A similar study among urban squatter children in Karachi, Pakistan, reported that intrauterine growth retarded children had a higher risk of stunting and wasting, compared to children who were appropriate for gestational age [47]. An ecological, cross-sectional analysis of secondary data from Africa, Latin America, and Asia found LBW as a predictor of wasting prevalence in all three regions [48].

The findings in the present study support already established biological and epidemiologic evidence that stunting and wasting though representing two different processes of malnutrition [9, 11, 23, 43, 49] are positively associated. This finding supports calls that evidence-based maternal health interventions targeting this risk factor are urgently needed [47, 50].

Consistent with similar studies, increasing age of the child is associated positively with stunting but negatively with wasting [38, 51]. Our results also show that low maternal height below 145 cm (i.e., short stature) increased the risk of stunting but was not associated with wasting. This confirms earlier research findings that high maternal height [38, 52] is positively associated with improved child nutrition. The significant association between stunting and maternal factors indicates that intervention must equally focus on children and their mothers. Many experts have indeed advocated that empowering women by improving their health may prove to be one of the best approaches to promoting the health and well-being of children in the Third World [53].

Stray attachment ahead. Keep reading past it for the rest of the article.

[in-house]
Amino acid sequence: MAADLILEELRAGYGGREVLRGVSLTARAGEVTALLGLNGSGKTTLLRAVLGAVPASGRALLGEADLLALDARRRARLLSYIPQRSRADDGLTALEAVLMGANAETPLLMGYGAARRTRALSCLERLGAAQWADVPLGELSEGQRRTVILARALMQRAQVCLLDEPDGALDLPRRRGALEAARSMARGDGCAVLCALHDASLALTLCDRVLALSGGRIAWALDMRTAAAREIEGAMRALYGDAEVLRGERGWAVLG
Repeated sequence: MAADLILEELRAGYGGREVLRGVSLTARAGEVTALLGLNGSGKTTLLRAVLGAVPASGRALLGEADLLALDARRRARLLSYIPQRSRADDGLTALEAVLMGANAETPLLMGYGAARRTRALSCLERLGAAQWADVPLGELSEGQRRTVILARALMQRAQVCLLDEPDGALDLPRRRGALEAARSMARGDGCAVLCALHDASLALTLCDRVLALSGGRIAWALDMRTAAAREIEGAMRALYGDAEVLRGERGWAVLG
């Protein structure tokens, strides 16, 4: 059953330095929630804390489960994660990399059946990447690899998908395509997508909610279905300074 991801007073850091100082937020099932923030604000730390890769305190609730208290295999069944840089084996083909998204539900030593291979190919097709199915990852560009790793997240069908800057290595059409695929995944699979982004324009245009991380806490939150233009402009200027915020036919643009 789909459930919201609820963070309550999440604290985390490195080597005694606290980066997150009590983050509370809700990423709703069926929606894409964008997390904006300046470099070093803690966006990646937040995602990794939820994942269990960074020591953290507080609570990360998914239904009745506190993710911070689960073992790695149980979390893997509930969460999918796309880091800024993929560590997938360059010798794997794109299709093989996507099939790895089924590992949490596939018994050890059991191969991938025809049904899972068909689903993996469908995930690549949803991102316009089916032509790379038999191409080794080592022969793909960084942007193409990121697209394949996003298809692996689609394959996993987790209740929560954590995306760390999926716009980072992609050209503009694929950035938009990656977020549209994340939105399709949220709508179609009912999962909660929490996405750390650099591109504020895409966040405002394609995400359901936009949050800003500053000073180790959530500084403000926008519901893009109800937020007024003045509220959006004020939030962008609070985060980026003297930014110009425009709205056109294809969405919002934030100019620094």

In consonance with global epidemiological evidence [21, 54, 55], the present analyses indicate that wasting and stunting share some common predictors and that linear growth might still be constrained by other limiting factors that were not assessed in the current study.

One of the strengths of this study is that a large, nationally representative sample was used. However, it is not without limitations. The cross-sectional nature of the study also makes it difficult to demonstrate cause-and-effect relationships. Notwithstanding this, we have provided important insights into the relationship between wasting and stunting.